In this use case, using Lambda@Edge is simple, but powerful.

Resize or manipulate images on-the-fly

Another use case for which I have used Lambda@Edge is to resize or manipulate images on-the-fly. Users access your website with their smartphones, tablets, laptops, and large screens. A responsive website renders images in different dimensions. To reduce network traffic and latency, you need to provide an image in multiple sizes. In theory, you can do so by storing each image in all the required dimensions. However, when the layout changes, you will need to re-create those images with the changed sizes. Doing so can be challenging.

Another approach is to resize images on-the-fly. Nowadays, so-called source sets allow you to define different variants of an image, and the browser decides which image to load based on the needed image dimensions, for example.

<img srcset="example-480w.jpg 480w,
example-800w.jpg 800w"
sizes="(max-width: 600px) 480px,

Therefore, the browser will request example-480w.jpg or example-800w.jpg based on the actual width of the responsive image. Check out Responsive images from Mozilla to learn more.

By using Lambda@Edge, quick resizing is possible. When CloudFront has not cached an image with specific dimensions yet, it will invoke a Lambda function that will fetch the original image from S3 and resize as needed.

Resize or manipulate images on-the-fly

The benefit is that modifying the layout does not require you to re-generate all the images in different sizes. Instead, the provided image sizes are generated on-demand. That’s also a benefit when some assets are accessed very seldomly or not at all.

Besides resizing images, the same approach works for manipulating images in general. For example, to add a watermark or to optimize for smaller file sizes.

User and Origin Authentication

Executing your code with Lambda@Edge enables you to implement custom authentication as well. There are two major scenarios for doing so:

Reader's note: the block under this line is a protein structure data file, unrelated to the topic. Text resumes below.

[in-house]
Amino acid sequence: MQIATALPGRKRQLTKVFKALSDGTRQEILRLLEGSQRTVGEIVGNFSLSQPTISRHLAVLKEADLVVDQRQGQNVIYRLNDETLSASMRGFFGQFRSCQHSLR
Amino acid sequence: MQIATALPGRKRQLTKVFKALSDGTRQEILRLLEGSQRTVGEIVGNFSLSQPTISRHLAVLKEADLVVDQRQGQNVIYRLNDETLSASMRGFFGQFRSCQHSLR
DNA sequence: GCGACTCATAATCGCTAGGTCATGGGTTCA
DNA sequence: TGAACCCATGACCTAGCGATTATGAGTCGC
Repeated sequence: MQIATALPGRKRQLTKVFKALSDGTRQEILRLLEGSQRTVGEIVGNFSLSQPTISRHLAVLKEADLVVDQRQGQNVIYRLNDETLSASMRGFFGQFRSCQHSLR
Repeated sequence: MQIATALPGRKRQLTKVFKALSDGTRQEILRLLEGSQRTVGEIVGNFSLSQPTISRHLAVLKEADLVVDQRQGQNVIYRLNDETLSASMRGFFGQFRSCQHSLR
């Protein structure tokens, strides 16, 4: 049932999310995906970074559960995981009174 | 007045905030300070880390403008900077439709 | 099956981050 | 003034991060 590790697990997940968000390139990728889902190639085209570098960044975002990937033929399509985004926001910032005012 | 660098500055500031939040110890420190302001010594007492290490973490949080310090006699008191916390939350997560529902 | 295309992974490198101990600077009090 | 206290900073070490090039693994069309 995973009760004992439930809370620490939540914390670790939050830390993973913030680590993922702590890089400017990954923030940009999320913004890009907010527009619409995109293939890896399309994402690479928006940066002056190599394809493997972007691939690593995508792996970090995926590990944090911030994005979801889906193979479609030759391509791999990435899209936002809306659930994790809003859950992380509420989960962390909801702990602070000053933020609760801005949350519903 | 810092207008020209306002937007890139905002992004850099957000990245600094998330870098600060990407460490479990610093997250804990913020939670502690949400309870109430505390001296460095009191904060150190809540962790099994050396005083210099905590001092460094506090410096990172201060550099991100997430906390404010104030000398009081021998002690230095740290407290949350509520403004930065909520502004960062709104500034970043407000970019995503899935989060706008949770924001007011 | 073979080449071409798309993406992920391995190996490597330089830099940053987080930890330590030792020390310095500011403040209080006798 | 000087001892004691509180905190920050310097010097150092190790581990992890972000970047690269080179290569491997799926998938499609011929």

1. Authenticate the user that tries to access media assets. For example, to restrict access to paid content.
  2. Add credentials when sending requests to the origin - for example, an ALB - to ensure that your web application only answers CloudFront requests. That’s important because CloudFront origins have to be accessible from the Internet. Without authenticating your CloudFront distribution, it is possible to bypass the CDN. Something a DDoS attacker might try to do.

The functionality is similar to the previous use cases. Configuring a Lambda@Edge function to process viewer requests allows you to authenticate a user, for example, by using basic authentication or JWT. On top of that, hooking a Lambda@Edge function into the origin request allows you to add credentials to authenticate at the origin.

User and Origin Authentication

In theory, it is possible to access a database from Lambda@Edge as well. DynamoDB is a good fit here because of its low latency and public REST API.

Hopefully, you were inspired by one of the described use cases for Lambda@Edge already. The programming you CDN is a powerful approach, however, you need to know about the limits of the architecture pattern as well.


When looking at an AWS service, it is most interesting to look into its limitations. Because this is where you decide whether or not your architecture works out as planned.

  • Lambda@Edge does support Internet-facing origins only. Private resources within a VPC are neither accessible from CloudFront nor Lambda@Edge.
  • Lambda@Edge supports the following runtime environments: Python 3.8, Python 3.7, Node.js 12, and Node.js 10.
  • Lambda@Edge does not support environment variables.
  • Lambda@Edge does not support layers.
  • Lambda@Edge does not support dead letter queues.

A Lambda@Edge function for processing viewer requests comes with additional restrictions.

  • Maximum Memory: 128 MB
  • Function Timeout: 5 seconds
  • Response Size: 40 KB

Check out the official documentation to learn more about the limitations of Lambda@Edge.


When designing an architecture, you should consider adding a content delivery network (CDN) to decrease network latency and cache popular requests. AWS offers CloudFront, which integrates very well with the object store S3.

On top of that, extending and customizing CloudFront’s functionally with Lambda@Edge is powerful. Manipulate incoming requests and hook into forwarding requests to an origin if a request cannot be answered from the cache. For example, I have been using Lambda@Edge to implement HTTP redirects, generate resized and optimized images on-the-fly and implement authentication between a user and CloudFront and between CloudFront and your custom origin.

A fun fact at the end: Lambda@Edge is not running at the 200+ edge locations AWS operates. Instead, AWS deploys the Lambda function to their 20 regions. The name is somewhat misleading.

Andreas Wittig

Andreas Wittig

I’ve been building on AWS since 2012 together with my brother Michael. We are sharing our insights into all things AWS on cloudonaut and have written the book AWS in Action. Besides that, we’re currently working on bucketAV and marbot.